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Sunday, April 30, 2006

Constitutional Crisis

by digby

President Bush has quietly claimed the authority to disobey more than 750 laws enacted since he took office, asserting that he has the power to set aside any statute passed by Congress when it conflicts with his interpretation of the Constitution.


Legal scholars say the scope and aggression of Bush's assertions that he can bypass laws represent a concerted effort to expand his power at the expense of Congress, upsetting the balance between the branches of government. The Constitution is clear in assigning to Congress the power to write the laws and to the president a duty ''to take care that the laws be faithfully executed." Bush, however, has repeatedly declared that he does not need to ''execute" a law he believes is unconstitutional.


Far more than any predecessor, Bush has been aggressive about declaring his right to ignore vast swaths of laws -- many of which he says infringe on power he believes the Constitution assigns to him alone as the head of the executive branch or the commander in chief of the military.

Many legal scholars say they believe that Bush's theory about his own powers goes too far and that he is seizing for himself some of the law-making role of Congress and the Constitution-interpreting role of the courts.

Phillip Cooper, a Portland State University law professor who has studied the executive power claims Bush made during his first term, said Bush and his legal team have spent the past five years quietly working to concentrate ever more governmental power into the White House.

''There is no question that this administration has been involved in a very carefully thought-out, systematic process of expanding presidential power at the expense of the other branches of government," Cooper said. ''This is really big, very expansive, and very significant."

For the first five years of Bush's presidency, his legal claims attracted little attention in Congress or the media. Then, twice in recent months, Bush drew scrutiny after challenging new laws: a torture ban and a requirement that he give detailed reports to Congress about how he is using the Patriot Act.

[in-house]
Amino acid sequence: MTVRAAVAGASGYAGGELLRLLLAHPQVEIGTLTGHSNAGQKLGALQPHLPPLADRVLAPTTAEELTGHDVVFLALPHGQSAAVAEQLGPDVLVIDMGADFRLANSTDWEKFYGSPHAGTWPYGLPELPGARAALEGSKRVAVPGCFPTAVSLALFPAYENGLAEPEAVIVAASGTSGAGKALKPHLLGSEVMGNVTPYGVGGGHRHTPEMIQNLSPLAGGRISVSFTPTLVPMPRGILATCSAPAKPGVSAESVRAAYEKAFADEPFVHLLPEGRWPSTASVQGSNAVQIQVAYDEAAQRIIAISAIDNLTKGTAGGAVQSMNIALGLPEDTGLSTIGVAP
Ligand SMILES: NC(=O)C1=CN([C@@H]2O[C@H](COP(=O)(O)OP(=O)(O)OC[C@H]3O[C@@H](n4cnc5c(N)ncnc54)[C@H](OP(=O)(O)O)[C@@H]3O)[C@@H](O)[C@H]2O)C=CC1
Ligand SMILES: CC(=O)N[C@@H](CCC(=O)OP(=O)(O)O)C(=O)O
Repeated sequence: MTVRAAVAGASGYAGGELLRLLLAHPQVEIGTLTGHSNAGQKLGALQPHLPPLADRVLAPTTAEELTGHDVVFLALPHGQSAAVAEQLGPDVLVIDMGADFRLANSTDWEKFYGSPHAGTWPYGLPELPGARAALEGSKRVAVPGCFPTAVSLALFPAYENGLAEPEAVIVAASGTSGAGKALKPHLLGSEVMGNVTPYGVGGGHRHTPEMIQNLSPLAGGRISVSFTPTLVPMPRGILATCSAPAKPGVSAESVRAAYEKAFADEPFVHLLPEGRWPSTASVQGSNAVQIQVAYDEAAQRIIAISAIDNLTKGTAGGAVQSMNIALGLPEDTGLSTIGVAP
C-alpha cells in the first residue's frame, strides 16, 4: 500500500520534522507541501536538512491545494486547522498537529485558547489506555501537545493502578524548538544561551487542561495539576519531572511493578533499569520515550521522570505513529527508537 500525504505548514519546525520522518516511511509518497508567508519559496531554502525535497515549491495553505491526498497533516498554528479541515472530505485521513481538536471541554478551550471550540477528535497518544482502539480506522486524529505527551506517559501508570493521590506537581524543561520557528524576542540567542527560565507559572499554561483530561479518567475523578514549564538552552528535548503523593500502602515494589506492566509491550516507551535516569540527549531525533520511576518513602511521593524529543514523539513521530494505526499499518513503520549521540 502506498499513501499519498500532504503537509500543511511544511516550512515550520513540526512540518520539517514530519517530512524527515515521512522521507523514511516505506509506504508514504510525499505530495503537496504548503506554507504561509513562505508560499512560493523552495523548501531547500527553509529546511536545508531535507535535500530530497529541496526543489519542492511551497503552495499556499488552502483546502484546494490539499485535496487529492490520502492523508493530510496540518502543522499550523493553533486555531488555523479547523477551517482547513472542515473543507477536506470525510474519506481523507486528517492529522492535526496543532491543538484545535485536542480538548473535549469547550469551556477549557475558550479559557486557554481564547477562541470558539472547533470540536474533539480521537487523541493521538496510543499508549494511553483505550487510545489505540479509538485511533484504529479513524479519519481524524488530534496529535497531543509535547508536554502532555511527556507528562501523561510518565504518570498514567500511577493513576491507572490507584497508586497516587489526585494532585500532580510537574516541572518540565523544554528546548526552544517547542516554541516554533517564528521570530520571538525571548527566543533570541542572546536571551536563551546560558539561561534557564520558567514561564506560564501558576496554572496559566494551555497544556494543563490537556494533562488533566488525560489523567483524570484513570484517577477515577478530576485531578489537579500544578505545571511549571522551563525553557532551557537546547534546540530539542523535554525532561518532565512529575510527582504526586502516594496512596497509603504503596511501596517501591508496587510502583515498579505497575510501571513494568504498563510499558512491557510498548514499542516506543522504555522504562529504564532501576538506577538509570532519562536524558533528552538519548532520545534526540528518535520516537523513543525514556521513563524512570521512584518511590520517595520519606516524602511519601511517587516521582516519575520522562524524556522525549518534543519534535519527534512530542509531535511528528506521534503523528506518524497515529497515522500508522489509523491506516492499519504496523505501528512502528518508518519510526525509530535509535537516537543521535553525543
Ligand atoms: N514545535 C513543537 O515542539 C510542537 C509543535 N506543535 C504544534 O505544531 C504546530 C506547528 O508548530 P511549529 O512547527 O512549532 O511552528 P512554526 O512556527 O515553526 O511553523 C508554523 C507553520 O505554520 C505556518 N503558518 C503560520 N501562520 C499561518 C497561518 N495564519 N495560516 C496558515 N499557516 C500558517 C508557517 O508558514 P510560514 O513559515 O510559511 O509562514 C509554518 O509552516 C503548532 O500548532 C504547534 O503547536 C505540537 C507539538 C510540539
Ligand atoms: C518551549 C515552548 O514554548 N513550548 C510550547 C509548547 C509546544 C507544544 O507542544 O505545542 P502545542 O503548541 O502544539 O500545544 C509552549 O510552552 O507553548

...Bush is according himself the ultimate interpretation of the Constitution. And he is quietly exercising that authority to a degree that is unprecedented in US history.

Bush is the first president in modern history who has never vetoed a bill, giving Congress no chance to override his judgments. Instead, he has signed every bill that reached his desk, often inviting the legislation's sponsors to signing ceremonies at which he lavishes praise upon their work.

Then, after the media and the lawmakers have left the White House, Bush quietly files ''signing statements" -- official documents in which a president lays out his legal interpretation of a bill for the federal bureaucracy to follow when implementing the new law. The statements are recorded in the federal register.

In his signing statements, Bush has repeatedly asserted that the Constitution gives him the right to ignore numerous sections of the bills -- sometimes including provisions that were the subject of negotiations with Congress in order to get lawmakers to pass the bill. He has appended such statements to more than one of every 10 bills he has signed.

''He agrees to a compromise with members of Congress, and all of them are there for a public bill-signing ceremony, but then he takes back those compromises -- and more often than not, without the Congress or the press or the public knowing what has happened," said Christopher Kelley, a Miami University of Ohio political science professor who studies executive power.

At what point does this country begin to recognise that we are in the midst of a constitutional crisis?

Somebody asked Howard Dean the other day whether he thought Bush should be impeached and I wished that he had answered by pointing out that the Republicans lowered the bar so low that it's difficult to see how he could NOT be impeached. Let's take a trip down memory lane, shall we, and revisit what House Manager and head of the judiciary committee, Henry Hyde, had to say about the "rule of law" just eight years ago:

The rule of law is no pious aspiration from a civics textbook. The rule of law is what stands between us and the arbitrary exercise of power by the state. The rule of law is the safeguard of our liberties. The rule of law is what allows us to live our freedom in ways that honor the freedom of others while strengthening the common good.


Senators, the trial is being watched around the world. Some of those watching, thinking themselves superior in their cynicism, wonder what it's all about.